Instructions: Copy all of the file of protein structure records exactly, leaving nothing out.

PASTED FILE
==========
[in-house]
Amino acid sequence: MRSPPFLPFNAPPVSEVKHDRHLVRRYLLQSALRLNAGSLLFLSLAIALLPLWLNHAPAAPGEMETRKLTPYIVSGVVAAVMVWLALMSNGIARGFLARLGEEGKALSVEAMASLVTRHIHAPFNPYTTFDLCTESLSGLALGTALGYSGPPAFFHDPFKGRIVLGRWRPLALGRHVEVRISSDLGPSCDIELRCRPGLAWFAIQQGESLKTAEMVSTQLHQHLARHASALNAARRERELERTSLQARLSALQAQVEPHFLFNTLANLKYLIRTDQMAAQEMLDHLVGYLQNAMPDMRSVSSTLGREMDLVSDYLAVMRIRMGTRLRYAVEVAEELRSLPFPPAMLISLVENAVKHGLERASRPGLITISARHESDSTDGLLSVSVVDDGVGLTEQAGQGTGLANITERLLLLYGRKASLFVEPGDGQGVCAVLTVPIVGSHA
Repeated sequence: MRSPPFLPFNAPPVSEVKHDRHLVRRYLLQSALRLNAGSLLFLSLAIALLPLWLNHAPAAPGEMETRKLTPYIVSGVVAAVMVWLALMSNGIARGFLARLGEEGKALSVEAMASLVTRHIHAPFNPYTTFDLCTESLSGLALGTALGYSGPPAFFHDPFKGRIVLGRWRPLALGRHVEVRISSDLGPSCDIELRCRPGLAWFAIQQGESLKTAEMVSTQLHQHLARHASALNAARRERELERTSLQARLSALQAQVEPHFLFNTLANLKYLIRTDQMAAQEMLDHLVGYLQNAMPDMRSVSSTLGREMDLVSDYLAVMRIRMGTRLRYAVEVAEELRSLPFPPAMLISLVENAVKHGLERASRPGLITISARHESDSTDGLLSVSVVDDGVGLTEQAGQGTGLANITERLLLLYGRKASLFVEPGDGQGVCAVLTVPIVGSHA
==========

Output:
[in-house]
Amino acid sequence: MRSPPFLPFNAPPVSEVKHDRHLVRRYLLQSALRLNAGSLLFLSLAIALLPLWLNHAPAAPGEMETRKLTPYIVSGVVAAVMVWLALMSNGIARGFLARLGEEGKALSVEAMASLVTRHIHAPFNPYTTFDLCTESLSGLALGTALGYSGPPAFFHDPFKGRIVLGRWRPLALGRHVEVRISSDLGPSCDIELRCRPGLAWFAIQQGESLKTAEMVSTQLHQHLARHASALNAARRERELERTSLQARLSALQAQVEPHFLFNTLANLKYLIRTDQMAAQEMLDHLVGYLQNAMPDMRSVSSTLGREMDLVSDYLAVMRIRMGTRLRYAVEVAEELRSLPFPPAMLISLVENAVKHGLERASRPGLITISARHESDSTDGLLSVSVVDDGVGLTEQAGQGTGLANITERLLLLYGRKASLFVEPGDGQGVCAVLTVPIVGSHA
Repeated sequence: MRSPPFLPFNAPPVSEVKHDRHLVRRYLLQSALRLNAGSLLFLSLAIALLPLWLNHAPAAPGEMETRKLTPYIVSGVVAAVMVWLALMSNGIARGFLARLGEEGKALSVEAMASLVTRHIHAPFNPYTTFDLCTESLSGLALGTALGYSGPPAFFHDPFKGRIVLGRWRPLALGRHVEVRISSDLGPSCDIELRCRPGLAWFAIQQGESLKTAEMVSTQLHQHLARHASALNAARRERELERTSLQARLSALQAQVEPHFLFNTLANLKYLIRTDQMAAQEMLDHLVGYLQNAMPDMRSVSSTLGREMDLVSDYLAVMRIRMGTRLRYAVEVAEELRSLPFPPAMLISLVENAVKHGLERASRPGLITISARHESDSTDGLLSVSVVDDGVGLTEQAGQGTGLANITERLLLLYGRKASLFVEPGDGQGVCAVLTVPIVGSHA